kw: book reviews, nonfiction, food safety, polemics
The word "polemic" has no negative connotation for me. It refers to an attack, and where such attack is justified, a polemic can be a good thing indeed. Thus, Eating Dangerously: Why the Government Can't Keep Your Food Safe…and How You Can, by Michael Booth and Jennifer Brown, is a polemic in the best tradition.
Did you ever suffer a bout of "stomach flu", with a bit of fever, diarrhea, and perhaps an upchuck or two? Did you know there is no such thing as "stomach flu"? That was food poisoning, probably of the Salmonella variety. So the real question is this: Is there anyone who has never had it? Probably not. To my observation, here in America, nearly everyone has a bit of food poisoning nearly every year. Sometimes a few times yearly.
Authors Booth and Brown have split the book into two halves of 5 chapters each. The first describes the problem, which boils down to a simple fact: Food is too cheap. Americans eat between three or four and a few dozen different food items daily. That's billions of servings. In our home, just for the two of us, there are several dozen food items in the refrigerator at any one time, and a larger number of canned and dry goods in the pantry. What would it cost to test every item for purity, or at least wholesomeness, before cooking or serving?
Of course, we don't test in our homes. We leave the testing to government or industry testers, where bulk foods are tested in big batches. Now, we don't want to pay a great deal for our food, so we go to the stores with the best prices. Those stores buy from the wholesalers and producers with the best prices. That means, wherever the food might be tested, the least costly testing regimen is chosen, within the constraints of law…maybe! A number of instances are pointed out in the book of testing being bypassed entirely to "get product in motion." The producers get away with it most of the time, but when there is an outbreak, particularly when a few (or a few dozen!) people die, there is a flurry of activity, but, strangely, hardly anyone ever goes to jail or pays a fine that makes much of a dent in their company's economics.
Also, Congress is always cutting the budget for FDA and USDA testing, so no matter what good laws we may have, we cannot afford to enforce.
The result? We must assume our food is not safe, not ever, and take our own precautions. One culprit it fresh meat, particularly chicken. It is wisest to assume that, in the few days since slaughter, even in the low temperatures of the slaughterhouse storeroom, the cooler truck, the warehouse cooler, and the cooled meat racks in the store (and assuming all of these are cooling properly), I say, we must assume that bacteria have been growing the whole time, and we must deal with that ourselves. It is up to us to learn to wash it without letting it sit in the sink, where it can pick up even more bacteria.
Oh, I bet you think your sink is germ free. Really? I wonder what a swab test would show. An episode of Mythbusters a couple of years ago demonstrated that the kitchen sponge is hundreds of times more "germy" than a toilet seat, and the dishrag a close second. Unfortunately, they didn't do a swab test of the side or bottom of any kitchen sinks.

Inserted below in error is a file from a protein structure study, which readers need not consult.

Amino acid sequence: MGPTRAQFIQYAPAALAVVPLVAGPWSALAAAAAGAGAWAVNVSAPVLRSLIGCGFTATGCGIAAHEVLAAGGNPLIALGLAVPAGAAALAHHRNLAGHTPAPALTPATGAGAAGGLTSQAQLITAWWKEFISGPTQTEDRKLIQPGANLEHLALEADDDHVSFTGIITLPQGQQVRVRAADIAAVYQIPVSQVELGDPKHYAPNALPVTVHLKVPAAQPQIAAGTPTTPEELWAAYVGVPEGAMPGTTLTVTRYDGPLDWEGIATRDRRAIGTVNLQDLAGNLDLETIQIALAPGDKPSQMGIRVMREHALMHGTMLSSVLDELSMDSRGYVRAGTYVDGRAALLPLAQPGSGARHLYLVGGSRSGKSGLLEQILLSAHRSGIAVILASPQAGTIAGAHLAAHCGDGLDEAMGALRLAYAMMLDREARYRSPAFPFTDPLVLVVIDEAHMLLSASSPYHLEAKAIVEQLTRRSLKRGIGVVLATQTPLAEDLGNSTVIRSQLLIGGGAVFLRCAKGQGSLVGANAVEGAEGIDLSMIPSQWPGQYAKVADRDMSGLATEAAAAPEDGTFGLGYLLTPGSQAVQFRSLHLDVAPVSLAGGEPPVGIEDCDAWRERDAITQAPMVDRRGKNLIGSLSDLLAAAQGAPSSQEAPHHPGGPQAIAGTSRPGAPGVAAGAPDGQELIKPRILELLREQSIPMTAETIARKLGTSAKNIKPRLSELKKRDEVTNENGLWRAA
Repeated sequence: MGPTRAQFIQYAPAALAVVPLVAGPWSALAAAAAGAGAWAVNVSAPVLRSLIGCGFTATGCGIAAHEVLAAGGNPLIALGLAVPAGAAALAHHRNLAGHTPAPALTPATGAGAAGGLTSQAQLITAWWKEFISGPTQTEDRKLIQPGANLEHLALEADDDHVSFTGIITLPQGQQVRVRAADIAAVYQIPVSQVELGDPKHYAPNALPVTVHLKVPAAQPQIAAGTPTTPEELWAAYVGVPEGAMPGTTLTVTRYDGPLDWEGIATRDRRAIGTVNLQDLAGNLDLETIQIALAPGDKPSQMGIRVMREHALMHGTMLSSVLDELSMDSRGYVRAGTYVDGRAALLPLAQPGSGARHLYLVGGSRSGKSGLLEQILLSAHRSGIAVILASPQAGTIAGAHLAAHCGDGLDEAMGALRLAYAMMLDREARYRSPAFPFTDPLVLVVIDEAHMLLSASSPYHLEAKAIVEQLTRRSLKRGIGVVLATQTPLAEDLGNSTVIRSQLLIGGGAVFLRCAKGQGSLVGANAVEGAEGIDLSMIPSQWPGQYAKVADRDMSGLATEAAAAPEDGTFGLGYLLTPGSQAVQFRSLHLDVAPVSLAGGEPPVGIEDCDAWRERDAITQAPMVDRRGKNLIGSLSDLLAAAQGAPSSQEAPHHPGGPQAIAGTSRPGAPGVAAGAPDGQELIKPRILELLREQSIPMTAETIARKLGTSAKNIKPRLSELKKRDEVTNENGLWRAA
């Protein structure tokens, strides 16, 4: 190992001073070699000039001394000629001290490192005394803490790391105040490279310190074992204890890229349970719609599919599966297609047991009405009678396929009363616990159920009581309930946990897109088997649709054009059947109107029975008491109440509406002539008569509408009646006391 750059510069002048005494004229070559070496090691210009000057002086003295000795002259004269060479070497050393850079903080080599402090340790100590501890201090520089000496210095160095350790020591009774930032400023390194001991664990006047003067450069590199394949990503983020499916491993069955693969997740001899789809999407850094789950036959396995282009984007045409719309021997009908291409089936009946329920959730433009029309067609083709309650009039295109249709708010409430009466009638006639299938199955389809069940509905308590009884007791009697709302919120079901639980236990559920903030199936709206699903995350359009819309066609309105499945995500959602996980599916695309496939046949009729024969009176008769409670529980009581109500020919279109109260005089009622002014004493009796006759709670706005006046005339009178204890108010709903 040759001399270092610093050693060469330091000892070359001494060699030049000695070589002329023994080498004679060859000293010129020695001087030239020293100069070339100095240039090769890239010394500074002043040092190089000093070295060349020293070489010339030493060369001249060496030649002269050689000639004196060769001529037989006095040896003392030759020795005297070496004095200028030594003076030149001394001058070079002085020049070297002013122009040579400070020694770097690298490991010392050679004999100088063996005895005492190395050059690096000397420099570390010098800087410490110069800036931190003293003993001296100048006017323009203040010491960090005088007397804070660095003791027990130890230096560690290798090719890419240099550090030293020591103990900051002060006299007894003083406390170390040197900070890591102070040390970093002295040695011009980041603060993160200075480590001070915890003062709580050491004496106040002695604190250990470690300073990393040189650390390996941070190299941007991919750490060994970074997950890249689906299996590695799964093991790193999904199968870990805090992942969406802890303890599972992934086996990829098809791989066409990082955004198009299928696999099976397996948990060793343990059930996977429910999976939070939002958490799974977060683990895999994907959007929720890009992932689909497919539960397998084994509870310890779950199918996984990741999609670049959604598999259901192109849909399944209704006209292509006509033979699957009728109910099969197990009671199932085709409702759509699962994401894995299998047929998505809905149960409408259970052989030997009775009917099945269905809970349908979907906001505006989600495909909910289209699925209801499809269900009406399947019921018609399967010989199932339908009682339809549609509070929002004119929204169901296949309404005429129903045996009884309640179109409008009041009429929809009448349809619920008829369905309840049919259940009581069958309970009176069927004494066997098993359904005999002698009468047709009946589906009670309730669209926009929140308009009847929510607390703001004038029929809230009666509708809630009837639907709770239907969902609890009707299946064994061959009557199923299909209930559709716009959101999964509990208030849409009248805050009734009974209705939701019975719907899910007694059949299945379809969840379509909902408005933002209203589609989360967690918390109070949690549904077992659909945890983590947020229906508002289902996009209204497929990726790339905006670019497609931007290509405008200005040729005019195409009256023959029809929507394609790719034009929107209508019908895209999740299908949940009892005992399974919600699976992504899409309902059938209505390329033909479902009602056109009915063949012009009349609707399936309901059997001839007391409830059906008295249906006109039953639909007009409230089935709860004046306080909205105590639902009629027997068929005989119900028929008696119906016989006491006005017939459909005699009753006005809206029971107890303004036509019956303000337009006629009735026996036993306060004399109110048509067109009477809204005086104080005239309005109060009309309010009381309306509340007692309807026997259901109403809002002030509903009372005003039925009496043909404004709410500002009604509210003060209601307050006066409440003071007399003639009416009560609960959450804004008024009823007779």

OK, your meat is swimming in germ juice. What do you do? Wash it well, without putting it on any surface but a cleaned cutting board and the cooking vessel, then cook it well. My wife has learned how to cook chicken so it is moist and delicious, while being thoroughly cooked. I tend to overcook a little, which is at least safe, if a bit leathery.
Another culprit is salad veggies, because they are eaten raw. No matter how many bacteria exist in your meat and cooked vegetable, at least you are killing everything at high temperature. Not so in lettuce, celery, spinach, tomatoes and so forth. So the washing is even more important. Here's what we do. We have one of those spinners, a bowl that holds a rotating colander and a geared top. Lettuce gets washed with cold running water, a few leaves at a time, which are then broken in half and dropped into the colander. When it is sufficiently loaded, one of us closes the top and spins it, removing most of the water. Then the leaf pieces are further torn or cut to size, right into the salad bowl for serving. Bulkier items like carrots, we scrub with a brush (the brush goes in the dishwasher periodically) before cutting or grating. The most important item? We do all of this, and put it in the refrigerator, before beginning with the meat and other components (such as potatoes) for the main dish. That way no droplet of germy juice can make its way into the salad.
The book has more lengthy advice on food preparation and storage. The authors also say it is important to refrain from getting too crazy, too paranoid. Diligence is helpful and healthful. Fanaticism just might do harm. Of course, some folks may be used to habits so lax that the practices I might consider sensible seem fanatical to them. Maybe so. I wonder which of us has more frequent bouts of "stomach flu"?